It won't be the only light air challenge this season either with last Saturday's 50-mile racing turning inside out and allowing smaller boats to take the lead. It was a scenario that allowed ISORA debutante A Plus to take a race win in the 11-boat fleet that included ISORA champion Rockabill VI of the Royal Irish Yacht Club.
ISORA Race 5a Race Tracker
In a major change to ISORA's rebooted season, the offshore body is cancelling plans for any further attempt at cross channel racing this season.
It is the latest blow for Irish Sea offshore sailing fans and follows the loss of this month's Round Ireland Yacht Race.
In view of the COVID situation in UK and Ireland and the present regulations in force, a meeting of ISORA's Sailing Committee unanimously decided that there will be no cross channel races and instead there will be races on each side of the Irish Sea. In view of this, the Wolf’s Head Series is being abandoned for 2020, ISORA Chairman Peter Ryan told Afloat.
'This was a very difficult decision for ISORA where the Wolf's Head trophy has been presented every year since it was first presented to ISORA in 1977 but the safety of all competitors is our primary concern and we are of course guided by the rules and regulations of the separate Nations, Ryan said.
Competitors will compete for the respective championship titles on either side of the Channel, the Coastal Series, Class Results and the Silver Class.
Should the situation improve significantly later this month, resulting in a relaxation of the regulations, the last race, the James Eadie, may proceed as planned from Pwhelli to Dun Laoghaire.
On Saturday, ISORA ran two separate offshore races on either side of the Irish Sea in a bid to keep the offshore scene alive in spite of the pandemic.
The revised schedule will be published shortly with the appropriate amendments and revised Supplemental Sailing Instructions.
Despite similar conditions as the three previous ISORA coastal races, Saturday's first offshore at nearly double the distance off Dun Laoghaire has produced substantially different results, with National Yacht Club Class two newcomer A Plus (Mick Flynn and Grant Kinsman) taking the IRC win overall.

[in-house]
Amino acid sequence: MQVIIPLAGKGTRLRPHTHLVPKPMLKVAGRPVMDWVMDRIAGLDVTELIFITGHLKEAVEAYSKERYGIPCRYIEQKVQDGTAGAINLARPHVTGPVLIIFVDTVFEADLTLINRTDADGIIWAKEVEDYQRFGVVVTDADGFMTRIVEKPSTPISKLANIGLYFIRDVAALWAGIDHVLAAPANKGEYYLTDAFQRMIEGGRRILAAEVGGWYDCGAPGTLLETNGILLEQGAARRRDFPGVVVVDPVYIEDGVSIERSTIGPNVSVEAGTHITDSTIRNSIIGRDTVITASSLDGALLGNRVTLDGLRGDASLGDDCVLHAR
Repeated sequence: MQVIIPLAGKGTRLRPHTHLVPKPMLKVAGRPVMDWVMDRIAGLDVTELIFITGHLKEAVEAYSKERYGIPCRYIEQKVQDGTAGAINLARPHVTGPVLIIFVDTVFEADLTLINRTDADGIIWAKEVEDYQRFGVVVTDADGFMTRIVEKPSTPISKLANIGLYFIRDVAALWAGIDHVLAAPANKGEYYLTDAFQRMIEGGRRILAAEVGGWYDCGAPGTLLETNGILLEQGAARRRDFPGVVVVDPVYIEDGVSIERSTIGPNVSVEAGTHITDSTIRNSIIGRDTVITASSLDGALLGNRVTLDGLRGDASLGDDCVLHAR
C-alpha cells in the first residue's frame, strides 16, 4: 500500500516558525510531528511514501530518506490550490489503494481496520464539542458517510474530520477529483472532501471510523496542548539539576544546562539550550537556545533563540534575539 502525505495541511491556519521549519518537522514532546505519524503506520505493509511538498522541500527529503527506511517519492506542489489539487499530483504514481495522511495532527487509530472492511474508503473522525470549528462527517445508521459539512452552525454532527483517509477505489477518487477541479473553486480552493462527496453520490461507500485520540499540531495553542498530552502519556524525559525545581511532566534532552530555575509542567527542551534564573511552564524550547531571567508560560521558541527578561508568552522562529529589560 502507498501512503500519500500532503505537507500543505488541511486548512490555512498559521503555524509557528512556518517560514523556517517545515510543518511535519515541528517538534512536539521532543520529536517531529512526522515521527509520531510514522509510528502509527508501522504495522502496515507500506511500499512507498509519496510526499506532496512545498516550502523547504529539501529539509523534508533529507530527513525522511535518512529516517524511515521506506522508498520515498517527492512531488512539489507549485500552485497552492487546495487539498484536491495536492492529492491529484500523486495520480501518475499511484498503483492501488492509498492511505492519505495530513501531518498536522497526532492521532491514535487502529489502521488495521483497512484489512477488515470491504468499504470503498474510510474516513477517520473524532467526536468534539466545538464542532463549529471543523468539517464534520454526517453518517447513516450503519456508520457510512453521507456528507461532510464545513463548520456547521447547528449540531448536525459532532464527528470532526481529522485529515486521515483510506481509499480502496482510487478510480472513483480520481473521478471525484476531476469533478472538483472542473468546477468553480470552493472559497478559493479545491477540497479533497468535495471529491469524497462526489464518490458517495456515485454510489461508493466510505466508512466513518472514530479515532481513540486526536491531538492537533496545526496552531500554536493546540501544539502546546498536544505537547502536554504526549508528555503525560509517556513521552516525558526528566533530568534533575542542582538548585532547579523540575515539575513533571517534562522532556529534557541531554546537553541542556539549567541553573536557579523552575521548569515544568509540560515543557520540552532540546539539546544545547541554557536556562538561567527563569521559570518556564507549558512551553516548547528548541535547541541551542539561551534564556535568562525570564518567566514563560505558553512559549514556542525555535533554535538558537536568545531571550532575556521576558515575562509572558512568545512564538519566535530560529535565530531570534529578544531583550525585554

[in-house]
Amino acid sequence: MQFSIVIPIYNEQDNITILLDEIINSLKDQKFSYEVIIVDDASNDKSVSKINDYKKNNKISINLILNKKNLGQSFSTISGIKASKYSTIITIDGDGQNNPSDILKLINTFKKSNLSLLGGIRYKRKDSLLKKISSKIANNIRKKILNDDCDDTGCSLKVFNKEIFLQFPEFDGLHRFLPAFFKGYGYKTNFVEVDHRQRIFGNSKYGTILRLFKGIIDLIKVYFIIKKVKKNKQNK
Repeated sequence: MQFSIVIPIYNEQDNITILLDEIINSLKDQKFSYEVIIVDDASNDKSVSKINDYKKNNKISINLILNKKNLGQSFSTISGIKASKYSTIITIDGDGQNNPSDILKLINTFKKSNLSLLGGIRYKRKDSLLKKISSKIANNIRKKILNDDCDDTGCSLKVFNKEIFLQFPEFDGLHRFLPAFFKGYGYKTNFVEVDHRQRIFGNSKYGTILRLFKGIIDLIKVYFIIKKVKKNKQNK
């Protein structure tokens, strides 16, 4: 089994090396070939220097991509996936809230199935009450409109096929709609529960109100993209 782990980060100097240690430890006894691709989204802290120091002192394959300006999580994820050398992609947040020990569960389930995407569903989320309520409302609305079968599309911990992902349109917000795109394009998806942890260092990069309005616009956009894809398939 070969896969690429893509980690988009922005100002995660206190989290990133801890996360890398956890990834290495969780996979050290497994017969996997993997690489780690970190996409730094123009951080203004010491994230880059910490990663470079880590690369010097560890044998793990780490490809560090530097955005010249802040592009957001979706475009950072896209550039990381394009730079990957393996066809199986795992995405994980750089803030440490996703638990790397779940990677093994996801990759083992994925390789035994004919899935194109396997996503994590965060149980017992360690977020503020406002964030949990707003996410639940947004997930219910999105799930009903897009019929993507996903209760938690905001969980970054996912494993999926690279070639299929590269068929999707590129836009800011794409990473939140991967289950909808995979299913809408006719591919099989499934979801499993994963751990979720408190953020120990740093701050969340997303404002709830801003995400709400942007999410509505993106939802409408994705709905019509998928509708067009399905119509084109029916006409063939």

The Wolf's Head qualifying race turned inside out when the wind died mid-race and smaller boats caught up with the leaders.
Provisional results published by ISORA here give second overall to Class 1 J99, Juggerknot 2, sailed double-handed by Royal Irish Yacht Club duo Andrew Alego and Mark McGibney. Third was More Mischief the Grzegorz Kalinecki skippered First 310.
Starting at 8 am at the Dun Laoghaire outfall buoy, the 11-boat fleet sailed a 50-mile course first to a Virtual Mark then to Kish light, South Codling, South India and the Muglins before finishing off Dun Laoghaire Pier Heads yesterday evening at tea time. The tracker is here. Light Westerly winds never got over 10-knots.
Reigning ISORA champion Rockabill VI (Paul O'Higgins) crashed out of the running and finished eighth in IRC overall.
The race was the first qualifying race of the 2020 season for the Wolf's Head trophy but due to COVID-19, the ISORA fleet did not race cross channel but instead competed separately in two different offshores, one in Dublin and one off Pwlhelli, as Afloat previously reported.
Pwllheli Offshore Race
A turnout of just three boats for the Welsh edition saw Nigel Ingram's J109 Jetstream from Holyhead Sailing Club win from Andrew Hall's J125, Jackknife.
ISORA Race 4a slideshow below
The change arises from differences in COVID-19 regulations on either side of the Irish Sea. It's something of a bravo move by ISORA chiefs aiming to keep channel racing going in a week that has already seen the Round Ireland Race, the highlight of the offshore calendar, fall victim to the pandemic.
28 boats are entered so far for the first offshore of the season over a course size of 55-miles, nearly double the length of recent coastal races.
ISORA's top prize for the famous Wolf's Head is decided over the best of five races but this must include three qualifying offshore races. These races are long offshore courses and traditionally cross channel.
Unfortunately, though, differences in crew number limitations, port access and difficulties with overnight stays onboard have all conspired to make it impossible to run a qualifying race which is equitable and equally available to all competitors.
The result is that Saturday's racing will be scored taking account of the respective fleet sizes in both races.